In my last post, I reacted to negative feedback about the language I used which I perceived as unwarranted and out of place. I belatedly realized that a more productive post than my personal rant would have been one comparing the pros and cons of gendered language – but in the lengthy discussion that followed my post last week, I learned so much about others’ views on the subject.
I’ve compiled a few of the arguments for both sides. There’s a lot of thought-provoking reasoning out there, and some of the material is conflicting. What arguments do you find flawed? What points do you find particularly compelling? Would you add positive or negative arguments to either side?
Positives teaching with gender-neutral language:
- The most inclusive language is gender-neutral.
- Gender-neutral language is strongly associated with being ambidancetrous – a skill which is widely acknowledged to make us better dancers.
- Gender-neutral language undermines societal expectations, which can encourage people to dance outside their “gender-normal” role.
Negatives to teaching with gender-neutral language:
- As humans, we process the language we recognize more quickly than language we don’t recognize. Using gender-neutral language can cause us to struggle to absorb information, which means students might be slower to learn material.
- When someone specifically avoids gender-specific language, it can create a subtle tension around gendered words. In turn, listener often compare this to speech they perceive as “normal” and recognize a taboo surrounding gender. In essence, sometimes people react more to whether speech sounds normal than to what is actually being said. (There’s a lot more explanation to this argument, and I’m not sure I summarized it adequately; please let me know if you’d like to hear the full reasoning.)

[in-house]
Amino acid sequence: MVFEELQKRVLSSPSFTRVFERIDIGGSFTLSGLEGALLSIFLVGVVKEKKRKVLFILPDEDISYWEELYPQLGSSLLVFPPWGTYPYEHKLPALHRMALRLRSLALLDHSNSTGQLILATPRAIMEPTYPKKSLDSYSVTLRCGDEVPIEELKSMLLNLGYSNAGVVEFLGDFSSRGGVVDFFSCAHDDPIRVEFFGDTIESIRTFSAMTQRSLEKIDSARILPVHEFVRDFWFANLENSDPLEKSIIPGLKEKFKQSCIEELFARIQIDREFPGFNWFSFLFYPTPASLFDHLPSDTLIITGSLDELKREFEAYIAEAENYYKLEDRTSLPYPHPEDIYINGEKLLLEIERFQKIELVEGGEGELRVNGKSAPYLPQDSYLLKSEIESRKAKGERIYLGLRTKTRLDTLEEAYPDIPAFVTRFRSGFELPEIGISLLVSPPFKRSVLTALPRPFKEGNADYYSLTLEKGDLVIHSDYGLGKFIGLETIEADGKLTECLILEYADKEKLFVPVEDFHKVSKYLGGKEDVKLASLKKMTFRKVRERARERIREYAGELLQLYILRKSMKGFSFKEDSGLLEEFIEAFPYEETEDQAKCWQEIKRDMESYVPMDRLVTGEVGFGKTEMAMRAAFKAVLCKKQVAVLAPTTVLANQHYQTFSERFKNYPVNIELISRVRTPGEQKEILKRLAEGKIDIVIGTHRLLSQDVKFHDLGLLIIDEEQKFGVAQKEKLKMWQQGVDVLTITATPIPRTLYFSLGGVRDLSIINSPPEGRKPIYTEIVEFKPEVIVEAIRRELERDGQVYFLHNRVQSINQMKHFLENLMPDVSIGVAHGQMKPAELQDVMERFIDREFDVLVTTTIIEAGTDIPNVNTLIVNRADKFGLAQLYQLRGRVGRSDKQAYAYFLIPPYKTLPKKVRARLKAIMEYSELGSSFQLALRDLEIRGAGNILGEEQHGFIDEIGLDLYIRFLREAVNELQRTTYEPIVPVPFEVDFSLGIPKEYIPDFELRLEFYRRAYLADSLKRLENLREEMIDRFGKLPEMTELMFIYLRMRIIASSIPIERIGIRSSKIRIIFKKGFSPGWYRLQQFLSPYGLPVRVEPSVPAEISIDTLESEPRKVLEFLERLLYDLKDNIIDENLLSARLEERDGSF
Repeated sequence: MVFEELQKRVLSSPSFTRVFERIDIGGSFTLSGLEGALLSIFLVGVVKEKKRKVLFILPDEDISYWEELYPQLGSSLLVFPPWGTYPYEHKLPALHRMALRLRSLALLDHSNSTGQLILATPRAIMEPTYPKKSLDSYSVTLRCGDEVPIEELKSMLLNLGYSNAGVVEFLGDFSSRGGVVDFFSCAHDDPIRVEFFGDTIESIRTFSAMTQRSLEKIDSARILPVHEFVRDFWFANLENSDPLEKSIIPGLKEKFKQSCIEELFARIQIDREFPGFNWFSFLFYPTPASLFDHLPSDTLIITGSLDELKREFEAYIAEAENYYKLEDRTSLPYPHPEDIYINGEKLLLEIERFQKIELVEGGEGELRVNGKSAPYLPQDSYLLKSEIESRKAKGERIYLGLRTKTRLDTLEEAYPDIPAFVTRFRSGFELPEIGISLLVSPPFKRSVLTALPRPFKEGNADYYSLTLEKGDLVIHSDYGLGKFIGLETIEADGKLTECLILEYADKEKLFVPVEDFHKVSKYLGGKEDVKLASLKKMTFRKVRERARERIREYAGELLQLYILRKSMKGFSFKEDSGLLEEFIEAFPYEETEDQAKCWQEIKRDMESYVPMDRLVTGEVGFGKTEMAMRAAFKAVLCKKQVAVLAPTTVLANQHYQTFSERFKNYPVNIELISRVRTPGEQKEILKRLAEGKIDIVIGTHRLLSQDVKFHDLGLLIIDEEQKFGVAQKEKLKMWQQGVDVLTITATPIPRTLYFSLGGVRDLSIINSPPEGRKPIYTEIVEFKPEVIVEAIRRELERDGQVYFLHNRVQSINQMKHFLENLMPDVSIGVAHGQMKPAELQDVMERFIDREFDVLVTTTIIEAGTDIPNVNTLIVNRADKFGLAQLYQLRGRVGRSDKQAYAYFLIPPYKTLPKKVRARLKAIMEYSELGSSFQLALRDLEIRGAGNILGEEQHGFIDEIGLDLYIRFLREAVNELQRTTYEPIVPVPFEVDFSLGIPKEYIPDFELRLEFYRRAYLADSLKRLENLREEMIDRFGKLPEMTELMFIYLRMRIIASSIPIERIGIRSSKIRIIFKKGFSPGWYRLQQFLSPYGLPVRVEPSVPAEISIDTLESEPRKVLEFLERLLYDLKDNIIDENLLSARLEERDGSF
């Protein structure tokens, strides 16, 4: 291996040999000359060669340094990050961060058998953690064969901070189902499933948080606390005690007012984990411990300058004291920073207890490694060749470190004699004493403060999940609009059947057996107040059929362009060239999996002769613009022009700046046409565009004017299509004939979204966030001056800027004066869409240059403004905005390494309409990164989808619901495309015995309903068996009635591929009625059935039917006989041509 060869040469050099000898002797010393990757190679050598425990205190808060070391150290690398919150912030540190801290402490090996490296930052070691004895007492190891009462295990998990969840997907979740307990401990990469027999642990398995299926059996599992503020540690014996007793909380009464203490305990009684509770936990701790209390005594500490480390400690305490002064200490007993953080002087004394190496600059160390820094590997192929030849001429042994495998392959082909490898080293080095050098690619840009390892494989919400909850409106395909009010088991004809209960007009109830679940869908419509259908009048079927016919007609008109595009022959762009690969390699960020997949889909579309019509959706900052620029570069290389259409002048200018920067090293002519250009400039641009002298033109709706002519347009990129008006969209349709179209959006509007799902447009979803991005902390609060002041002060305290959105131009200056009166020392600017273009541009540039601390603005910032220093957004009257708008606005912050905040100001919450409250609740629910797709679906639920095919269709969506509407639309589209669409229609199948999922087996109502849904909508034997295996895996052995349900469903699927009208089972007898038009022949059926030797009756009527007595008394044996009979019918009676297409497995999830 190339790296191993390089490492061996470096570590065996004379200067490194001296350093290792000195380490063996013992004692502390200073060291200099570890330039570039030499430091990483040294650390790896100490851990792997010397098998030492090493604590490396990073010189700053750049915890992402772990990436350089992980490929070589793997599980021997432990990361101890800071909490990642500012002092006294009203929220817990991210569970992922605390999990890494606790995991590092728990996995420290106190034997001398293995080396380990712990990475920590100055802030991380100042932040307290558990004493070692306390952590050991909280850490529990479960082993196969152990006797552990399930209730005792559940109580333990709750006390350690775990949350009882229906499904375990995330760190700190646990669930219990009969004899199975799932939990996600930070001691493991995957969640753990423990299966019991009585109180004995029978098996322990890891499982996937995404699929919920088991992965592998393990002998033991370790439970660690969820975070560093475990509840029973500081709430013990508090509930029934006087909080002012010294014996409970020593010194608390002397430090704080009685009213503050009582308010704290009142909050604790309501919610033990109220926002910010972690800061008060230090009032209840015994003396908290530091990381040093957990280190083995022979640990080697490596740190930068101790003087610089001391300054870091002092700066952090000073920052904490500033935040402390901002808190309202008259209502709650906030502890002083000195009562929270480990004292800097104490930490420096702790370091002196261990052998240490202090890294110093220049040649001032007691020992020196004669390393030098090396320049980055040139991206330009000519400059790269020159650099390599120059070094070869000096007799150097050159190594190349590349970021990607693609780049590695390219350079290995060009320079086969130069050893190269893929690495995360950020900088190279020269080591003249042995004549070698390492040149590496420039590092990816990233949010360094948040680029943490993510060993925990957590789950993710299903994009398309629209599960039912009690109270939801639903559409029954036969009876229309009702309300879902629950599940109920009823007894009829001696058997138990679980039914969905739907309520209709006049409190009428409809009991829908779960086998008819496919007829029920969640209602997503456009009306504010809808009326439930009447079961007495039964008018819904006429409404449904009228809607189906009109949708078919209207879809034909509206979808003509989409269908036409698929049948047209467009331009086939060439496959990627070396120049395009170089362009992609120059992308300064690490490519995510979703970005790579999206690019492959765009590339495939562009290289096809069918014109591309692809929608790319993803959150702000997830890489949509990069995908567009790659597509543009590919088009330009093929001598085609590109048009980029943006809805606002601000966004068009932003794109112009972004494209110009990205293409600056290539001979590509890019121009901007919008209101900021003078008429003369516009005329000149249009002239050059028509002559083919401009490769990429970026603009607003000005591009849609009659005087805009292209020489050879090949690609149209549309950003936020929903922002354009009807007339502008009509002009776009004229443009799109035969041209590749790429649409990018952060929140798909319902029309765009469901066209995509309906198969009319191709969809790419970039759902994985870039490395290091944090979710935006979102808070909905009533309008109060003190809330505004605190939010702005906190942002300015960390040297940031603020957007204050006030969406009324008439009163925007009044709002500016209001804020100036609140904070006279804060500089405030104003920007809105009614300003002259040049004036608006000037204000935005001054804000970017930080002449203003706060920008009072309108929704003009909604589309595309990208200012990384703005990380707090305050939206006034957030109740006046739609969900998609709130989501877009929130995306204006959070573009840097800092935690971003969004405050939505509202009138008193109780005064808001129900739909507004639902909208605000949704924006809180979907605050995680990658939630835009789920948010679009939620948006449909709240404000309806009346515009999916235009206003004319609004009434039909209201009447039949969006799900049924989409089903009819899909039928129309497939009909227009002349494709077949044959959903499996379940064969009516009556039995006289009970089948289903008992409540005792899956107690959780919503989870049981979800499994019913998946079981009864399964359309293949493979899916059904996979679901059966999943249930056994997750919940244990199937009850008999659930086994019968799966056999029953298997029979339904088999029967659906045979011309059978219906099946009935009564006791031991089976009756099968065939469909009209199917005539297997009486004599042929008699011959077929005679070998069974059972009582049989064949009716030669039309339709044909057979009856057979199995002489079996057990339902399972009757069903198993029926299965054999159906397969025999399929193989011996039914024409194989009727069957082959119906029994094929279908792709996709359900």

- It can be hard to use 100% gender-neutral language as a teacher; this focus can distract teachers from the material, which reduces the quality of the class.
- Using gender-neutral language does not necessarily encourage equality. It can even reinforce or highlight sexism.
Positives teaching with gender-specific language:
- All people are different (tall, short, lanky, stocky, male, female), and so we all dance differently. Acknowledging whether someone is male or female allows you to teach to their gender, which can help create better dancers.
- It often more effective to directly encourage men and women to dance outside their “gender-normal” role. The phrase “Everyone should learn both roles” is non-committal and often ineffective.
- Since it sounds “normal,” gender-specific language is easily absorbed by most students; this allows for easy teaching and learning.
Negatives to teaching with gender-specific language:
- It is easy to encourage or display sexism using gender-specific language.
- Gender-specific language excludes those in the community who find gender equality very important. It makes them uncomfortable and often discourages them from participating in classes or even attending community events.
- When students and community members are offended by the gender-specific language being used, it can affect the morale of a class, an event, and the community. This also interrupts learning in class, as students tend to talk more about the language being used than the material being taught.
- It’s easy to accidentally use analogies which are influenced by sexism, which is offensive and (surprise!) encourages sexism.
- Gender-specific language can be perceived as lazy or dismissive. And sometimes, it is lazy and dismissive – which is a reflection on you as a teacher, organizer, or community member.
We’re more likely to encourage equality through our actions than our language; for the curious, this discussion also raised some great tips on encouraging gender equality regardless of the language you use in class and in the community.
- Directly encourage students to dance outside the role they are most comfortable with. Use your words!
- If you are ambidancetrous, show it! Lead the community through your own shining example as a lead or follow, regardless of your gender.
- Teach classes outside your “gender-normal” role. Bonus points if both teachers switch! Make sure that leads and follows address their questions to the appropriate role, not the dancer with whose gender they most comfortably identify.
- Include gender-neutral material in your classes, such as solo dancing. Alternatively, use exercises which encourage students to pair up with the person closest to them, rather than someone who “fits” the lead / follow role.
- Actively promote gender-equality in the community: host ambidancetrous workshops. Create a gender-bender competition. Learn from and teach classes which encourage dancing outside a gender-normal role. Do what you can!